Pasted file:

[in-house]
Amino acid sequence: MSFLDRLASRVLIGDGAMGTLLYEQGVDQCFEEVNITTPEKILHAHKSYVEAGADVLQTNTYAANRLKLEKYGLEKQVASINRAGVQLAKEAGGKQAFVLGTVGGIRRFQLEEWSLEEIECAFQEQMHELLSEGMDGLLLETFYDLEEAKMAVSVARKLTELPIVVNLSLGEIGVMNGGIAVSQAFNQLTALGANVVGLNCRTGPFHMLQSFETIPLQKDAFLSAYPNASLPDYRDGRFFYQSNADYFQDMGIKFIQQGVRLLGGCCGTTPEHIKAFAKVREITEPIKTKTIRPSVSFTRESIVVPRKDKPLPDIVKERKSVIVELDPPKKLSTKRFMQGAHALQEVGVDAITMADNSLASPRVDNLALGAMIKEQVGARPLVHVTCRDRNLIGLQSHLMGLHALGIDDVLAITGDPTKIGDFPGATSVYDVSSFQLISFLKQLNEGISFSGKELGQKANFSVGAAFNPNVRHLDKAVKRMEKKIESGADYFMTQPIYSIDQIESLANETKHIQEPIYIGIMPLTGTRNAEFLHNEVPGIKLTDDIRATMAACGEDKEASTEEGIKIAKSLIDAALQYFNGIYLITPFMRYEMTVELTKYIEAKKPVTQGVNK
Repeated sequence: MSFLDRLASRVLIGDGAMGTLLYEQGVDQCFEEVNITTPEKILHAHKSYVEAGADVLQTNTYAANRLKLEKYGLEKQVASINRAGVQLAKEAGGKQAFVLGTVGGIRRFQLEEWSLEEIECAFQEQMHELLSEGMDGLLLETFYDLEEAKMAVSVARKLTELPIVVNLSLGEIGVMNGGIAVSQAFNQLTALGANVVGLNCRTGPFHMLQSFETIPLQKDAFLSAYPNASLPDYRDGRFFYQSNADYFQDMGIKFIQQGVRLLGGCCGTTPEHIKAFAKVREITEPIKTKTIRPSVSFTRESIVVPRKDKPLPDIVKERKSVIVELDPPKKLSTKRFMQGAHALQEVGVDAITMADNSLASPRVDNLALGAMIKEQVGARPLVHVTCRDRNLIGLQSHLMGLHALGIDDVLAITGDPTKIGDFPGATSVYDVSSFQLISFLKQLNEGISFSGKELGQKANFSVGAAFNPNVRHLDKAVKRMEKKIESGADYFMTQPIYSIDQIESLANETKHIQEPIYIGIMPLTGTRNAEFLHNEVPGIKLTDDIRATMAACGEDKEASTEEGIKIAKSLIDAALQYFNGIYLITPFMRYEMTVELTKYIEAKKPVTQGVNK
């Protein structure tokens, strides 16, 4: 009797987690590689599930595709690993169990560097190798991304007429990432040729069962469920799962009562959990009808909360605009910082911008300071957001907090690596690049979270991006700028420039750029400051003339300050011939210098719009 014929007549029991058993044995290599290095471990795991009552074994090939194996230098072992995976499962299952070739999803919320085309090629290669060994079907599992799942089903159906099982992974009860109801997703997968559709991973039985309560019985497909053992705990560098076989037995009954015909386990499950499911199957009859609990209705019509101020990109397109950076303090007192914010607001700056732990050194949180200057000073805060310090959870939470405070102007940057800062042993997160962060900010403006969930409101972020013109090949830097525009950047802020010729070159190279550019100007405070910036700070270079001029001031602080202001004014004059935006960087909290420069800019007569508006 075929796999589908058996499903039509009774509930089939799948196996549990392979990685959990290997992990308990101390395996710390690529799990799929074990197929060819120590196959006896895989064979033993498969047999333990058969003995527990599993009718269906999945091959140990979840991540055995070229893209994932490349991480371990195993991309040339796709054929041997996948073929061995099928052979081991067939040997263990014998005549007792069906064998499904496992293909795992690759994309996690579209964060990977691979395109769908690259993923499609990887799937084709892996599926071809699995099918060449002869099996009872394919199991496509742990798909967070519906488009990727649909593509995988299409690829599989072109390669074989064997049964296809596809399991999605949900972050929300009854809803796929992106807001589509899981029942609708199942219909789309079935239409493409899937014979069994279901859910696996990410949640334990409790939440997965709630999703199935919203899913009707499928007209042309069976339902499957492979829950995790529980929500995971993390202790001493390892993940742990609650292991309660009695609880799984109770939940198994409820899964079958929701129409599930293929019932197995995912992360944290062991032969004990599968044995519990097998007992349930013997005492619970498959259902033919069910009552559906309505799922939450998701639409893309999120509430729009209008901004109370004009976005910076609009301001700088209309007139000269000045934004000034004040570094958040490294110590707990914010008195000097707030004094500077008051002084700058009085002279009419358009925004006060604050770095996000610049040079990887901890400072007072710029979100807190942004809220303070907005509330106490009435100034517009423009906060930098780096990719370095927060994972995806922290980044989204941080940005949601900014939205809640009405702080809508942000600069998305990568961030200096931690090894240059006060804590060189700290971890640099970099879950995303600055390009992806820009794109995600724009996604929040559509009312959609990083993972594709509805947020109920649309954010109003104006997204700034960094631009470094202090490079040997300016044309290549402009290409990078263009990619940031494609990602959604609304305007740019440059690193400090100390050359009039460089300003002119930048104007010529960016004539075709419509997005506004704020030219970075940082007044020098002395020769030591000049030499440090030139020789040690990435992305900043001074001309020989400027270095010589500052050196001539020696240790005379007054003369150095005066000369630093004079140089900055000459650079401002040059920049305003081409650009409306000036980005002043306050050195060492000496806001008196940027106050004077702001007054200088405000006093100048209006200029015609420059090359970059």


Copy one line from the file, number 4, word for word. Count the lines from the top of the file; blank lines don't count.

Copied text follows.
């Protein structure tokens, strides 16, 4: 009797987690590689599930595709690993169990560097190798991304007429990432040729069962469920799962009562959990009808909360605009910082911008300071957001907090690596690049979270991006700028420039750029400051003339300050011939210098719009 014929007549029991058993044995290599290095471990795991009552074994090939194996230098072992995976499962299952070739999803919320085309090629290669060994079907599992799942089903159906099982992974009860109801997703997968559709991973039985309560019985497909053992705990560098076989037995009954015909386990499950499911199957009859609990209705019509101020990109397109950076303090007192914010607001700056732990050194949180200057000073805060310090959870939470405070102007940057800062042993997160962060900010403006969930409101972020013109090949830097525009950047802020010729070159190279550019100007405070910036700070270079001029001031602080202001004014004059935006960087909290420069800019007569508006 075929796999589908058996499903039509009774509930089939799948196996549990392979990685959990290997992990308990101390395996710390690529799990799929074990197929060819120590196959006896895989064979033993498969047999333990058969003995527990599993009718269906999945091959140990979840991540055995070229893209994932490349991480371990195993991309040339796709054929041997996948073929061995099928052979081991067939040997263990014998005549007792069906064998499904496992293909795992690759994309996690579209964060990977691979395109769908690259993923499609990887799937084709892996599926071809699995099918060449002869099996009872394919199991496509742990798909967070519906488009990727649909593509995988299409690829599989072109390669074989064997049964296809596809399991999605949900972050929300009854809803796929992106807001589509899981029942609708199942219909789309079935239409493409899937014979069994279901859910696996990410949640334990409790939440997965709630999703199935919203899913009707499928007209042309069976339902499957492979829950995790529980929500995971993390202790001493390892993940742990609650292991309660009695609880799984109770939940198994409820899964079958929701129409599930293929019932197995995912992360944290062991032969004990599968044995519990097998007992349930013997005492619970498959259902033919069910009552559906309505799922939450998701639409893309999120509430729009209008901004109370004009976005910076609009301001700088209309007139000269000045934004000034004040570094958040490294110590707990914010008195000097707030004094500077008051002084700058009085002279009419358009925004006060604050770095996000610049040079990887901890400072007072710029979100807190942004809220303070907005509330106490009435100034517009423009906060930098780096990719370095927060994972995806922290980044989204941080940005949601900014939205809640009405702080809508942000600069998305990568961030200096931690090894240059006060804590060189700290971890640099970099879950995303600055390009992806820009794109995600724009996604929040559509009312959609990083993972594709509805947020109920649309954010109003104006997204700034960094631009470094202090490079040997300016044309290549402009290409990078263009990619940031494609990602959604609304305007740019440059690193400090100390050359009039460089300003002119930048104007010529960016004539075709419509997005506004704020030219970075940082007044020098002395020769030591000049030499440090030139020789040690990435992305900043001074001309020989400027270095010589500052050196001539020696240790005379007054003369150095005066000369630093004079140089900055000459650079401002040059920049305003081409650009409306000036980005002043306050050195060492000496806001008196940027106050004077702001007054200088405000006093100048209006200029015609420059090359970059």